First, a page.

Here's how I recommend spending 24 hours in Gamla Stan.
The wonderful part about traveling during winter is that most places are cheaper and way less crowded. It's honestly the only way I could afford traveling through Europe for 2 months. The downside is, while out exploring, you are often freezing!
Thankfully, there are plenty of cute little coffee and pastry shops to pop into to warm up (and have a treat... what better excuse!)
The city has such a good energy about it. It's clean, well organized, and once you get into "old town" also known as Gamla Stan, you are transported back to medieval Europe. It's on a little island in the middle of Stockholm (accessed by bridges).
This eclectic mix of new and old, makes Stockholm so much fun to explore (especially for photographers!)
I spent most of my time in Gamla Stan, as there is so much visual and cultural interest there.
Tons of little shops (most of it is pedestrian-only), restaurants, art galleries, and museums.
But even just the people watching is ace, and the old architecture is alluring.
Spend a few hours wandering around the old city. The narrow cobblestone streets and alleys wind between old stucco'd buildings. There's so much to see and you can get a good sense of the place by wandering without itinerary. Stop into any of the coffee or pastry shops for a morning snack/early lunch.
Eventually you'll want to check into your hotel. I enjoyed the STF Hotel Gamla Stan, and it was about $60 including breakfast. Located right on the end of Gamla Stan and easy to access. Even at night I felt safe walking alone in the area.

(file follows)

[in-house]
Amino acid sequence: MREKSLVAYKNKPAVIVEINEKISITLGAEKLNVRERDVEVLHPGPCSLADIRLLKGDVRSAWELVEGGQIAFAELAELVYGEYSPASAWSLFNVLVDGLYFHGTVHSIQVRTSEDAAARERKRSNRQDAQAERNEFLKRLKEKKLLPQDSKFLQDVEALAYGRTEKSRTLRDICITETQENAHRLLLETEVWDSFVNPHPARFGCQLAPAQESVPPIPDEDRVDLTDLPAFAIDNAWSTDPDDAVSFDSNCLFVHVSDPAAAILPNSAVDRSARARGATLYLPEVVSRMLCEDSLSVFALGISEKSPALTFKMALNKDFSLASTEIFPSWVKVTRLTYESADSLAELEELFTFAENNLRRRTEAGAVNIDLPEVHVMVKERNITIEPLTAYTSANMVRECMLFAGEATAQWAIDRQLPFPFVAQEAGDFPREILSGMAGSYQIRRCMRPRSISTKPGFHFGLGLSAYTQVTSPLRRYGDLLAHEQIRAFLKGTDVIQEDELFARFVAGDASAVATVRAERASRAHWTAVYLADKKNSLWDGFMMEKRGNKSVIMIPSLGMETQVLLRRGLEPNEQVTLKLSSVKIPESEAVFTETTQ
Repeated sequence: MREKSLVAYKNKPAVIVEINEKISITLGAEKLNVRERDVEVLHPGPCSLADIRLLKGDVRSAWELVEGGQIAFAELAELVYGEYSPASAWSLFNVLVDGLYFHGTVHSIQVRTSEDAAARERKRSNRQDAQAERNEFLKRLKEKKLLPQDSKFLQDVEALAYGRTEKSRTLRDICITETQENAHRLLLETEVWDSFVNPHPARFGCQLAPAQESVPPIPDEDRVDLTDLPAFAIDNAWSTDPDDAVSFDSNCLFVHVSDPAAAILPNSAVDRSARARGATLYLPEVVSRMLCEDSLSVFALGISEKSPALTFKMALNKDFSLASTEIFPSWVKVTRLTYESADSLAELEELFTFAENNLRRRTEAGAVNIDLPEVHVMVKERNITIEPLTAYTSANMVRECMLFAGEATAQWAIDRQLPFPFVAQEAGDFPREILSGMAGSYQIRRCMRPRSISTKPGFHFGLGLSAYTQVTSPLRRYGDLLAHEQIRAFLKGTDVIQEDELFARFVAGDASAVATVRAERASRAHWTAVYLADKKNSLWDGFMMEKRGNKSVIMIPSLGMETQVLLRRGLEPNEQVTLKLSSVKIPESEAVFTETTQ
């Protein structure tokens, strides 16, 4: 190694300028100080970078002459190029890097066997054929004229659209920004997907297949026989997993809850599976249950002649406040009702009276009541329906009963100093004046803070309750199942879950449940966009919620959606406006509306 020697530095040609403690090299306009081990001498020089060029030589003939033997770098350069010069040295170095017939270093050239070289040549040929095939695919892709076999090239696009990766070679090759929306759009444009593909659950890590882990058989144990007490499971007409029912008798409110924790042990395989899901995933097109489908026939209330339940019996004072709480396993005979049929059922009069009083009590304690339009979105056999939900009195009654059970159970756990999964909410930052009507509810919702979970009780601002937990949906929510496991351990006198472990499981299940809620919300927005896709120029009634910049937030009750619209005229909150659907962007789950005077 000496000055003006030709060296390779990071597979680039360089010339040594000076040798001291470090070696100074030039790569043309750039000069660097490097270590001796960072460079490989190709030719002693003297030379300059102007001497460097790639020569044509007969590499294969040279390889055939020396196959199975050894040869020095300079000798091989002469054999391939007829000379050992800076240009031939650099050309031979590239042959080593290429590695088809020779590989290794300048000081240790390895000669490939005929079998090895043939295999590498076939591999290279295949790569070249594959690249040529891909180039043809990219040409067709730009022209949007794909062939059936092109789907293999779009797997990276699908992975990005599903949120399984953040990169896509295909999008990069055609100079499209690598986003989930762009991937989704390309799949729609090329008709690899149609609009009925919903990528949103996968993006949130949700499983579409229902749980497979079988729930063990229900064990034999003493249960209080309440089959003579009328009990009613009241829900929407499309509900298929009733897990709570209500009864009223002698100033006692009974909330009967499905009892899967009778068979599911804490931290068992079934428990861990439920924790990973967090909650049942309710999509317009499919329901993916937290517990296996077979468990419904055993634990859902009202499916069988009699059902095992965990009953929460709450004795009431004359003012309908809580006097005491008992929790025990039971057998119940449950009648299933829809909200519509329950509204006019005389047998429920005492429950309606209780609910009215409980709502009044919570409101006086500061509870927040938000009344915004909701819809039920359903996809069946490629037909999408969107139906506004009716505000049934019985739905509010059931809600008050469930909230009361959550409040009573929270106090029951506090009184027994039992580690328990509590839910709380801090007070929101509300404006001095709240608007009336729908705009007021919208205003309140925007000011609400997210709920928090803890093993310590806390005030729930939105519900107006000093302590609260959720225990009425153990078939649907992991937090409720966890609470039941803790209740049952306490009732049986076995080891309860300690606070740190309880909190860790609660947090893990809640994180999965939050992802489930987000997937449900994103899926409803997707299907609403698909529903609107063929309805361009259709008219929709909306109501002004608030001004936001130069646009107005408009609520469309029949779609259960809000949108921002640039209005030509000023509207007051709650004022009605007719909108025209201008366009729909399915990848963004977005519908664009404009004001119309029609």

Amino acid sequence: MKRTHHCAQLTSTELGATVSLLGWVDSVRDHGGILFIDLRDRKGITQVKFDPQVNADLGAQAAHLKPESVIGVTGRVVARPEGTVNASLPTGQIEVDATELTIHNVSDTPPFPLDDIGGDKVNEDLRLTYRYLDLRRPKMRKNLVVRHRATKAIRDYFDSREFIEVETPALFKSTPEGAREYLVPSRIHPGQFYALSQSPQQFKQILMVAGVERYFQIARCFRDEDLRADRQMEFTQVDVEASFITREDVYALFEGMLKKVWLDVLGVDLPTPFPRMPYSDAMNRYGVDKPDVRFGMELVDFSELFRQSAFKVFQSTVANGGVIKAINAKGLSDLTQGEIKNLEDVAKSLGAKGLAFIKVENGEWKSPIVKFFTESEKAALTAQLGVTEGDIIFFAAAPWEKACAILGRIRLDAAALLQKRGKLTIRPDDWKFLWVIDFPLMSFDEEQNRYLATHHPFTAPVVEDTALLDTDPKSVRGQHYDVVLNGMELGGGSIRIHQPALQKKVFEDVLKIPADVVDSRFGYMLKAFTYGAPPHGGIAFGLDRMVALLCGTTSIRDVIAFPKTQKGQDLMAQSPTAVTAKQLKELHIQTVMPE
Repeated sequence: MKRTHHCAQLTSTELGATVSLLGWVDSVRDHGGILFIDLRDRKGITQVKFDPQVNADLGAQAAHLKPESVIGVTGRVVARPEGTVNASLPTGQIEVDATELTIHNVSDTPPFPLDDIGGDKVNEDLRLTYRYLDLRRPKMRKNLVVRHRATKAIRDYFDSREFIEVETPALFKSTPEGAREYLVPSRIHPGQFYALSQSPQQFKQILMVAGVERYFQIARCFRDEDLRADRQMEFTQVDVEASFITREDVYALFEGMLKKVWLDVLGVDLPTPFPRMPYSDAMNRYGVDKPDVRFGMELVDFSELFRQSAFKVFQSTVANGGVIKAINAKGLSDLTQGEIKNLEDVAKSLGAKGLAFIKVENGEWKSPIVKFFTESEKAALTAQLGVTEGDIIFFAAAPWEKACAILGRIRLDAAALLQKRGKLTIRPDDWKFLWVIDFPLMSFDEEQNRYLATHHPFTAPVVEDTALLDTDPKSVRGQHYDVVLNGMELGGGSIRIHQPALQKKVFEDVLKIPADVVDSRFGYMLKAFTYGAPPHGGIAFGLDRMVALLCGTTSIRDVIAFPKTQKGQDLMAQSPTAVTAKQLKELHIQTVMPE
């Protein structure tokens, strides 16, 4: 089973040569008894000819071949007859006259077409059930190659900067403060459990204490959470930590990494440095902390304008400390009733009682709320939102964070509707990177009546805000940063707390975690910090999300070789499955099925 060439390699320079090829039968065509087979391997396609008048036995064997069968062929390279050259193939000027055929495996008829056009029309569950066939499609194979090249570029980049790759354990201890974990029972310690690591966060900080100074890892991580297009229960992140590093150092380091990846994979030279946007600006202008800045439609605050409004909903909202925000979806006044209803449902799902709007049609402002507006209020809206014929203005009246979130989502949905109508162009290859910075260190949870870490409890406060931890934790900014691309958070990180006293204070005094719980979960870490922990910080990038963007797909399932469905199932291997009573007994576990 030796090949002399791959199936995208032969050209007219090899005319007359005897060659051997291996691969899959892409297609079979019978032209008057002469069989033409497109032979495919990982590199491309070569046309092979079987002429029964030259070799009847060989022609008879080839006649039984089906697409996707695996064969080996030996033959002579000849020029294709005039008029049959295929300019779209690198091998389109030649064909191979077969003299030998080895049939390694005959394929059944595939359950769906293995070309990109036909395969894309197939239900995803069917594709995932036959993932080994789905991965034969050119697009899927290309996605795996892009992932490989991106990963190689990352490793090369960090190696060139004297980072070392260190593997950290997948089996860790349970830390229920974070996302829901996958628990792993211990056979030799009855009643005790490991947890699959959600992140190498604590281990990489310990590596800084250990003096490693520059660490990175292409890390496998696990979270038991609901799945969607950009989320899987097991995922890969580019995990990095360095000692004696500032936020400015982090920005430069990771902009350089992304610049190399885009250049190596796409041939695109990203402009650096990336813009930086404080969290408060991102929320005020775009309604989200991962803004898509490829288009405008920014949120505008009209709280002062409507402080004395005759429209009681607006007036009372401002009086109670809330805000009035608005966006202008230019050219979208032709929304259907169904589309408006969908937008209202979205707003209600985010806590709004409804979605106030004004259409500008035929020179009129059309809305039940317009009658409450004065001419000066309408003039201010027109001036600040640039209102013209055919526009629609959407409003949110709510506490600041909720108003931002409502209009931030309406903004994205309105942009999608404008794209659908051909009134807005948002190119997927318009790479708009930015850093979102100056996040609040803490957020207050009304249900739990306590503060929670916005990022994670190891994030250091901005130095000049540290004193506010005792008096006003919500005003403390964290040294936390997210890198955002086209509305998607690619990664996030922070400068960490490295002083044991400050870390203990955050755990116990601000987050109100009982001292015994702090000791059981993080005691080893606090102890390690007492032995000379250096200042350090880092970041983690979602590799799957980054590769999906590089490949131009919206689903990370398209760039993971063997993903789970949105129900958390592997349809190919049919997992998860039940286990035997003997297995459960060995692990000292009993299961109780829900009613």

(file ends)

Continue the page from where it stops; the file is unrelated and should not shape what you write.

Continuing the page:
My friend knew about a really cool place called the Aifur Krog & Bar, which was basically a Viking-style restaurant. It's pricey, but if you have the chance, you MUST have dinner here!!
(NOTE: It's extremely popular so you will need to make reservations!! Even in the dead of winter.)
Seating is family style (large tables) among roaring fireplaces, candle light, live musicians perched on cushions, and the food...oh man the food...
As a vegetarian eating in a viking restaurant, I was a little nervous. I ordered one of the few options without meat, the stew.
Hands down, it was one of the best things I've ever eaten. I practically licked my steel bowl.
After a rousing dinner, make your way to the Ice Bar. (https://www.icebarstockholm.com/book-icebar/)
It's not in Gamla Stan, but you can get there with a 20 minute walk or by bus.
Located under Hotel C, you walk in, pay the entry fee ($22), and you are escorted through to the very cool (literally freezing) Ice Bar! A very unique (and strong) cocktail is included in your entry fee, but you can buy more as needed/desired. They provide the warm gear for you to wear, which you definitely want, because even the seats are made of ice!
After about an hour, I was frozen to my core, so we decided to head out.
You can enjoy exploring the city a little more, or head to Sjätte Tunnan, and amazing underground "pub" who serves some of the best mead I've ever tried! It's located back in Gamla Stan. It has a very old world feel, and very delicious beverages. (They also serve viking style food but I missed the cut-off.
You'll never run out of things to do, see and taste in Stockholm, especially in Gamla Stan.
A 2 day trip would still leave you wanting more.